Titleist NXT Tour/Extreme Balls Review

If you think Ian MacCallister was miffed with the old Titleist NXT line, he’s really going to be stark raving mad with the new ones.

Titleist NXTUnless you’ve been hiding under a rock the past few weeks, you’ve probably seen quite a bit of Ian MacCallister expound on the evil virtues of Titleist’s new NXT Tour and NXT Extreme golf balls. While the ads are quite humorous, Titleist seemed to be quite serious in giving the NXT line a facelift, which is pretty impressive since the older versions both were rated Gold on Golf Digest’s 2007 Hot List.

I’ve been using the first generation of the NXT Tour for the past several years. The original NXT Tour was a good all-around ball, and I didn’t have to worry quite so much about losing them as I would a $5 ball. They were, in short, a great blend of value and performance. They were also quite durable… and durability matters when you scrape your ball around the trees and off the cart paths. My only real complaint with the original NXT Tour was how soft it felt off the putter.

I couldn’t ever quite used to the feel with the putter, so I often played the Pro V1. I was quite happy to hear that Titleist was revamping the NXT line. I hoped Titleist would push the performance levels to get closer to the new Pro V1 line. If the NXT Tour was once the Pro V1’s distant cousin, I hoped the updates would make it play more like the Pro V1’s kid brother.

Would the new NXT Tour prompt me to switch back? Read on to see if the allure of a premium ball was too much or if the value and performance offered by the new NXT Tour and NXT Extreme defeated silly pride for this 15-handicapper.

Design and Technology
The revised Pro V1 and Pro V1x were the first Titleist balls without a seam with the “Staggered Wave Parting Line.” The updated Pro V1 line also added an “A.I.M.” aiming line (the “Alignment Integrated Marking” line). Both the Staggered Wave and the A.I.M. line have made the leap to the NXT.

The balls share other characteristics as well. Both feature 392 dimples arranged in an icosahedral pattern (a Titleist staple layout for a few years now). Beyond that, well, both balls are white (with a new “Pro White” paint color), round, and obey the Rules of Golf. Yeah, we’re stretching a bit, because the NXT Tour and Extreme’s similarities end there.

The dimple patterns on the NXT Tour (left) and NXT Extreme (right) were tweaked and a Staggered Wave parting line added to give you longer distance through enhanced aerodyanmics.

The NXT Extreme, which replaced the original “NXT,” is marketed to the budget-minded golfer who is more interested in gaining distance rather than control on and around the green. Its solid core is made of polybutadiene, which the engineers at Titleist describe as having a “high coefficient of restitution (CoR).” The NXT Extreme’s cover is made of the old standby: incredibly durable Surlyn. All of this combines to make the NXT Extreme the lowest-spinning ball in the Titleist line (for those that require a lower spinning ball off the tee – both for distance and for curbing your slice or hook).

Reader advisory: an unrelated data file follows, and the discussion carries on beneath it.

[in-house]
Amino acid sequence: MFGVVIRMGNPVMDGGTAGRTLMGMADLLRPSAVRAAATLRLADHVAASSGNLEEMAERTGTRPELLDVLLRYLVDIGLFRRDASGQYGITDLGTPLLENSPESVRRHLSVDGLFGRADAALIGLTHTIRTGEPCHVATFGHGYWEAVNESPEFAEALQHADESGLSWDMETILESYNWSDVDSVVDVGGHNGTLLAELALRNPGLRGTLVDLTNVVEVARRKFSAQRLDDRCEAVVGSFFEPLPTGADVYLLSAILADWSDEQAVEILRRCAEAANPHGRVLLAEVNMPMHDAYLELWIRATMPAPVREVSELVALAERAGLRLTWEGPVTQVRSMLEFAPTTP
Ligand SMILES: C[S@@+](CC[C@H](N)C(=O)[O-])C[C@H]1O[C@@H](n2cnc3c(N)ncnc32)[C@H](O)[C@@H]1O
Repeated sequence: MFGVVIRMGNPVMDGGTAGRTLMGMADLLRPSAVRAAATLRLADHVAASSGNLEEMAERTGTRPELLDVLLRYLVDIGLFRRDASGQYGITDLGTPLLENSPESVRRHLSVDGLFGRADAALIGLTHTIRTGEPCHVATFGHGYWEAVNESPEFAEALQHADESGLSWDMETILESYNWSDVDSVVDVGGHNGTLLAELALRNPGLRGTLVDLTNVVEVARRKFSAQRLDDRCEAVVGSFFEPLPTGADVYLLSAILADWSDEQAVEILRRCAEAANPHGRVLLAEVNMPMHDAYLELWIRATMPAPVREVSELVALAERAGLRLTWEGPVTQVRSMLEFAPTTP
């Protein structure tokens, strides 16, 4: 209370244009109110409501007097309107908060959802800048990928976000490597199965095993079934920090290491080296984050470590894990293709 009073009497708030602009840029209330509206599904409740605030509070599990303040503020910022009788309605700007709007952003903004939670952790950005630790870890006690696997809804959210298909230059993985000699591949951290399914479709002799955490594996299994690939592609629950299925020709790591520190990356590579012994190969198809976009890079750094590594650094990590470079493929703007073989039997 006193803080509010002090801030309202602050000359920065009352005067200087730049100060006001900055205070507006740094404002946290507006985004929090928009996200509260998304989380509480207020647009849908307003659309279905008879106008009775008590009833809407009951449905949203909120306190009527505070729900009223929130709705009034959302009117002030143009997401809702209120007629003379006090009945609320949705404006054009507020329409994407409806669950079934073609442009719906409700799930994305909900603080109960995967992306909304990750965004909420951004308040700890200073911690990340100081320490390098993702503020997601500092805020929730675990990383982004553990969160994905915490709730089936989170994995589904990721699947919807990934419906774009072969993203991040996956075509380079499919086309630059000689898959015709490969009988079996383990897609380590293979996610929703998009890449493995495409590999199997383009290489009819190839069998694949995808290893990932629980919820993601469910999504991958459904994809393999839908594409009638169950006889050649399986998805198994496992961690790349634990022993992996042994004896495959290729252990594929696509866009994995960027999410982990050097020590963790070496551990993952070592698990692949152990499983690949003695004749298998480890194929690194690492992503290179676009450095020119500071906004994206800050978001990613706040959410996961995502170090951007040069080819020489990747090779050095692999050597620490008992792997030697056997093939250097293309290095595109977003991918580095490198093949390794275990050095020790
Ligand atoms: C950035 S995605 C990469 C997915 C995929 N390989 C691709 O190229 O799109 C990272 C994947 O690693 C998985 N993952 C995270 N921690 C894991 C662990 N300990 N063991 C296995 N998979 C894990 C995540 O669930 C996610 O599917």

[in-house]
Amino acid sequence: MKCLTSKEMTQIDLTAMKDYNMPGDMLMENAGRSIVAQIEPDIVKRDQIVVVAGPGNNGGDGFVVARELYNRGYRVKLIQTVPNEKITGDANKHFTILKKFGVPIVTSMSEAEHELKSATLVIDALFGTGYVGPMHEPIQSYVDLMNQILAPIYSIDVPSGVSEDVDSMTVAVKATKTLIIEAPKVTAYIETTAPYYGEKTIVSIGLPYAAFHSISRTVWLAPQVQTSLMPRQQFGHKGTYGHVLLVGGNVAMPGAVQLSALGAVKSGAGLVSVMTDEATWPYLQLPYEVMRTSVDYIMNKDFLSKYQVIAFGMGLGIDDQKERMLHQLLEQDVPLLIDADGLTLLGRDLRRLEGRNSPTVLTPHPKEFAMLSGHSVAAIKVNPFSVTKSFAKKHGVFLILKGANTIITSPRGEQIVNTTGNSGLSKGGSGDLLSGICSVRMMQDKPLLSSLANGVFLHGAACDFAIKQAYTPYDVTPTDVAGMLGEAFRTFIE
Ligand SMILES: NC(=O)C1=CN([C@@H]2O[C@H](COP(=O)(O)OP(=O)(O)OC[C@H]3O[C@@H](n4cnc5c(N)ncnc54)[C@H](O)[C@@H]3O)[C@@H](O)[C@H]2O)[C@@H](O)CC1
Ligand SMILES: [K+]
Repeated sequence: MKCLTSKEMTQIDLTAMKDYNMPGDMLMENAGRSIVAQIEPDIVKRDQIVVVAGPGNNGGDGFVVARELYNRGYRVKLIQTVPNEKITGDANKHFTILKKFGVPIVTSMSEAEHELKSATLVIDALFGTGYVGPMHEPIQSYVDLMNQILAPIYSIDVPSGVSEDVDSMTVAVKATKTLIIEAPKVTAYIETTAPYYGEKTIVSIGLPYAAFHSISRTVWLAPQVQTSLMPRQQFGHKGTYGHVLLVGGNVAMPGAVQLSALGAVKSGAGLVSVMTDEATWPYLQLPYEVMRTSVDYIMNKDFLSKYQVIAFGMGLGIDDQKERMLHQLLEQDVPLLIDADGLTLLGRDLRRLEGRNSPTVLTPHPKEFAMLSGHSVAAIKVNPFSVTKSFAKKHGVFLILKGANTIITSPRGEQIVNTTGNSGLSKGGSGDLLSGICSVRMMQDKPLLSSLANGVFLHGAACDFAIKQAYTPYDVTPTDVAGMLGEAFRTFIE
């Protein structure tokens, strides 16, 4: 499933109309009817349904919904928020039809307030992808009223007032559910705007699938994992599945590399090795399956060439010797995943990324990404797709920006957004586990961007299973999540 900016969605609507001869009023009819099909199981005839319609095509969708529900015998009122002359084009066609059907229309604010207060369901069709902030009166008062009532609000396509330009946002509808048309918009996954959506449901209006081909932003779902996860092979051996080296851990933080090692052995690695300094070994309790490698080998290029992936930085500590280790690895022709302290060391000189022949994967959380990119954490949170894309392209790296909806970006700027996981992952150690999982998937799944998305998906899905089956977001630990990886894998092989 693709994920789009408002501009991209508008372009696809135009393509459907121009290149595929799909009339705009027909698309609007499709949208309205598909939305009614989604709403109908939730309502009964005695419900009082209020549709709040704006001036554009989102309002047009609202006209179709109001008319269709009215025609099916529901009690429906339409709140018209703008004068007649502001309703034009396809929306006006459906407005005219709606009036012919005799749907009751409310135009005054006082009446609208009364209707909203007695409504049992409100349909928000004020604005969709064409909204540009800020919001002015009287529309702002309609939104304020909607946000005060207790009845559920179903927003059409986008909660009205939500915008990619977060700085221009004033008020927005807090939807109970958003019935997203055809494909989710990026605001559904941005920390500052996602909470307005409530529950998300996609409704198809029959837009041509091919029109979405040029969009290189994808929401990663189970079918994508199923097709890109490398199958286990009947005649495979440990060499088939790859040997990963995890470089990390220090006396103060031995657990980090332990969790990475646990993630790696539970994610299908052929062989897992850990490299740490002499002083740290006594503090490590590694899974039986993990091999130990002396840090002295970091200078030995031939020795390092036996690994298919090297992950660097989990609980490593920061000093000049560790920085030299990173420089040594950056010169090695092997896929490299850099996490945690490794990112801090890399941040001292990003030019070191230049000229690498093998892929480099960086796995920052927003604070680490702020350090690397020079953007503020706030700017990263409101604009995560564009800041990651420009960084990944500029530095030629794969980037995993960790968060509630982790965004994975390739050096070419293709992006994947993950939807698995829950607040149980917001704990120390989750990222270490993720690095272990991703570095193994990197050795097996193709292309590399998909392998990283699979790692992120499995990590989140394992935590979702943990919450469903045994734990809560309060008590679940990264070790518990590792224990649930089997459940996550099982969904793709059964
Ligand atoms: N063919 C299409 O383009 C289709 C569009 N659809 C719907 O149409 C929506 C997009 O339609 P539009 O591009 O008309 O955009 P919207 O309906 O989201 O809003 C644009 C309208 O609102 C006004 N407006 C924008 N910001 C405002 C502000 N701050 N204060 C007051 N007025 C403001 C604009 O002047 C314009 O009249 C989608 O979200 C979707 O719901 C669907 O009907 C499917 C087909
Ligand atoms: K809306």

The NXT Tour is a dual-core ball (like the Pro V1x). Both the inner and outer cores are made of polybutadiene, each with slightly different properties: the firmer inner core contributes to the distance and the softer outer core to the feel and control. The cover material is named “Fusablend,” a softer material than Surlyn.

Feel and Spin
In the past, the primary feature I considered when choosing a golf ball was affordability. Plain and simple. All I really needed was a ball I could find when I hit into the woods. As I’ve gotten better this past year and as I’ve spent more practice time on the green, I am now placing more importance on a golf ball’s feel, especially off the putter.

Both balls offered a solid, dependable feel off the flatstick, but I preferred the feeling the NXT Tour gave me over the NXT Extreme. I could never quite warm up to the Extreme because it felt just a bit too soft, like most of the lower compression distance balls on the market today. Feel is going to be a huge individual characteristic, so what didn’t work for me may work for you. Either way, rest assured the NXT Extreme was noticeably better around the greens that its predecessor, the NXT.

Core Comparison
You can see the difference in core design with the NXT Extreme being solid core while the NXT Tour is a dual-core design.

The new NXT Tour feels more like its bigger brother, the Pro V1, and I quickly adapted to the ball and felt fairly confident when using it. On short wedge shots around the green, the NXT Tour spun quite pleasingly and more so than the NXT Extreme. While the NXT Extreme would land and run out, the NXT Tour had a lot more “hop and stop” capability. It’d still run out a little bit, but I didn’t have to aim for spots 10 yards short of the pin with a pitching wedge, either.

Distance and Durability
Distance wise, both of these balls seem to have gained a little. Between the two, I’d call it a toss-up: both the NXT Tour and the NXT Extreme are long golf balls. Players looking to eke that extra yard or two from one ball or the other will need to play them for themselves, and they’ll likely find it comes down to swing speed, plain and simple. With the NXT Extreme, I found I could really compress the ball well while not very swinging hard (similar to the feeling I’ve gotten with the DT SoLo), making this a good ball for golfers with slower swings speeds. Easy distance without swing hard is a great concept.

Those who swing harder will want to look at the NXT Tour first. The NXT Tour felt a bit firmer off the driver and irons and produced a more consistent distance at my clubhead speed (100+ MPH with the driver). The NXT Tour is not as “spinny” as the Pro V1s I’d previously used, so it also flies a bit straighter.

Between the two NXT models, I found the Extreme to be more durable, hands down. I bounced a few off the cart paths as well as smacked a tree or two and the ball showed few signs of damage. If you do manage to damage the cover, you can just send it back to the good folks at Titleist and they will send you a free sleeve of balls to replace your damaged one. How’s that for customer service?!?

Titleist Line Up